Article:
Feeds

Pirate Bay suitor shoved off Swedish stock exchange

Global Gaming Factory given marching orders

Beginner's guide to SSL certificates

The Swedish stock exchange has kicked the proposed buyer of The Pirate Bay off its trading floor.

AktieTorget confirmed (in Swedish) late yesterday that Global Gaming Factory X AB (GGF) had been excluded from the exchange with immediate effect.

It said GGF had “seriously violated AktieTorget’s requirement that listed companies should ensure that the information is accurate, relevant and reliable” under the stock market’s so-called “transparency principle”.

A disciplinary committee reached the decision after suspending trading in the company following GGF’s announcement in June that it planned to buy the notorious BitTorrent tracker site for 60m kronor (£4.7m).

That surprise move came just two months after four men were sentenced to prison and fined £2.4m for their involvement in the operations of The Pirate Bay.

Officials at Sweden’s exchange alleged that GGF was guilty of “serious infringements”.

“They give a systematic impression of a lack of accountability and of an almost casual and unsuspecting approach to including the disclosure requirements,” said the committee.

AktieTorget’s board said it was disappointed that GGF had “misled the market” by failing to adequately disclose details of its business arrangements with traders.

Late last month GGF’s boss Hans Pandeya insisted that the acquisition would go ahead after he won the backing of company shareholders, even though the outfit’s trading had been halted by AktieTorget officials since 21 August.

Over the months since GGF first put forward its ambitious bid to buy The Pirate Bay, some of its investors have walked, after the company failed to explain how it planned to fund the acquisition.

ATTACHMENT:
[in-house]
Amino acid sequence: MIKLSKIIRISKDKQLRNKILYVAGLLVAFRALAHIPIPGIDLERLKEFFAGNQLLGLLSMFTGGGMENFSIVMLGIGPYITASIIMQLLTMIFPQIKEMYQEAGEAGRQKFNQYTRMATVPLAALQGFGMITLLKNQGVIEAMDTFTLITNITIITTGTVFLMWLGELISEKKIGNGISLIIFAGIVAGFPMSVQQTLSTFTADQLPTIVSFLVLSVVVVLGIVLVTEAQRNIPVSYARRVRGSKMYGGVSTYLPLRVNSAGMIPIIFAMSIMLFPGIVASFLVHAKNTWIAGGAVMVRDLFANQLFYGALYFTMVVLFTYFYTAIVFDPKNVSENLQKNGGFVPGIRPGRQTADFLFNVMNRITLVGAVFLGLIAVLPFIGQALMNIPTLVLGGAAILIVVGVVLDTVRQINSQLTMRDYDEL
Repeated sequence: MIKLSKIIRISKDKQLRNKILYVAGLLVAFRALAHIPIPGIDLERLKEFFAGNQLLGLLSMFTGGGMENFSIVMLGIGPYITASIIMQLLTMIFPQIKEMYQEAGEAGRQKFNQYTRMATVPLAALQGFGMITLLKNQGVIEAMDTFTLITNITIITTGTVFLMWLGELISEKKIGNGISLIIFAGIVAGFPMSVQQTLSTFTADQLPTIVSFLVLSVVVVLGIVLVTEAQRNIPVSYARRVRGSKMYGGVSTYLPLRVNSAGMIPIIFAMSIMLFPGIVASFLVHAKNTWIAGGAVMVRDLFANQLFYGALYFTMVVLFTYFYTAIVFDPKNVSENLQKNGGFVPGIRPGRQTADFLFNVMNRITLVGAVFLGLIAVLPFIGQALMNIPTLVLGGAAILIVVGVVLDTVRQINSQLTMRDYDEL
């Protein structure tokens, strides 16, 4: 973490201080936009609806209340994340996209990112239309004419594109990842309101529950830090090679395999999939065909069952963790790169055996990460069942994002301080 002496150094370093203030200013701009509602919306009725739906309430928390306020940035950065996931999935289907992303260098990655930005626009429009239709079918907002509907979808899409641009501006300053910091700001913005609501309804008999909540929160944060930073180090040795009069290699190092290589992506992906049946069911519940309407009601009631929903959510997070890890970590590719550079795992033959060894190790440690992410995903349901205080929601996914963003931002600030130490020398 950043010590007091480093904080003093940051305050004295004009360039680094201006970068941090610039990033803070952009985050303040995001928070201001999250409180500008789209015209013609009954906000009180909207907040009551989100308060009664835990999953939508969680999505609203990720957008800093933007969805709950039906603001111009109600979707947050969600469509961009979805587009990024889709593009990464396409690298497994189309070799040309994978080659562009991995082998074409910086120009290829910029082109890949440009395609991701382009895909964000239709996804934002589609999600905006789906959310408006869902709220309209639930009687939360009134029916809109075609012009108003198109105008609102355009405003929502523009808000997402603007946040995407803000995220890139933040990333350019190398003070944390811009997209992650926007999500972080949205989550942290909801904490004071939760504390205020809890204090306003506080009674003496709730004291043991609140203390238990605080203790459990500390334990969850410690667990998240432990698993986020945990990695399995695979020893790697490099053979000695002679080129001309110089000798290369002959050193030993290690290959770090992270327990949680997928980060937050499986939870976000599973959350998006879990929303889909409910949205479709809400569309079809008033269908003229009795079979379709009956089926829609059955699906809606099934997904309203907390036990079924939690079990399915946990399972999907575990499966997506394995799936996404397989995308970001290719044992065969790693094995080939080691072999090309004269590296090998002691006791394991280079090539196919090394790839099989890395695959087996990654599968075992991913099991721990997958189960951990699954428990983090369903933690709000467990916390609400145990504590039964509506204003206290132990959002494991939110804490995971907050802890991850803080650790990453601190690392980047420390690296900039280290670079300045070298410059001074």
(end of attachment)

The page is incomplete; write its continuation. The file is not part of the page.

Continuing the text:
Despite the latest action by Sweden’s stock exchange, Pandeya remains defiant that his firm will indeed buy TPB.

He has already declared that, if necessary, the acquisition will be paid for out of his own pocket if faceless investors, that Pandeya claims have backed the deal, suddenly vanish.

Yesterday he repeated that declaration to the Associated Press. He also branded AktieTorget officials “incredibly scared” and “very weak people.”

Meanwhile, GGF is no longer displaying press releases on its website. ®

Security for virtualized datacentres

More from The Register

next story
Facebook pays INFINITELY MORE UK corp tax than in 2012
Thanks for the £3k, Zuck. Doh! you're IN CREDIT. Guess not
Google Glassholes are UNDATEABLE – HP exec
You need an emotional connection, says touchy-feely MD... We can do that
Just don't blame Bono! Apple iTunes music sales PLUMMET
Cupertino revenue hit by cheapo downloads, says report
US court SHUTS DOWN 'scammers posing as Microsoft, Facebook support staff'
Netizens allegedly duped into paying for bogus tech advice
Feds seek potential 'second Snowden' gov doc leaker – report
Hang on, Ed wasn't here when we compiled THIS document
Verizon bankrolls tech news site, bans tech's biggest stories
No agenda here. Just don't ever mention Net neutrality or spying, ok?
NATO declares WAR on Google Glass, mounts attack alongside MPAA
Yes, the National Association of Theater Owners is quite upset
prev story

Whitepapers

Choosing cloud Backup services
Demystify how you can address your data protection needs in your small- to medium-sized business and select the best online backup service to meet your needs.
A strategic approach to identity relationship management
ForgeRock commissioned Forrester to evaluate companies’ IAM practices and requirements when it comes to customer-facing scenarios versus employee-facing ones.
Reg Reader Research: SaaS based Email and Office Productivity Tools
Read this Reg reader report which provides advice and guidance for SMBs towards the use of SaaS based email and Office productivity tools.
Intelligent flash storage arrays
Tegile Intelligent Storage Arrays with IntelliFlash helps IT boost storage utilization and effciency while delivering unmatched storage savings and performance.
Protecting against web application threats using SSL
SSL encryption can protect server‐to‐server communications, client devices, cloud resources, and other endpoints in order to help prevent the risk of data loss and losing customer trust.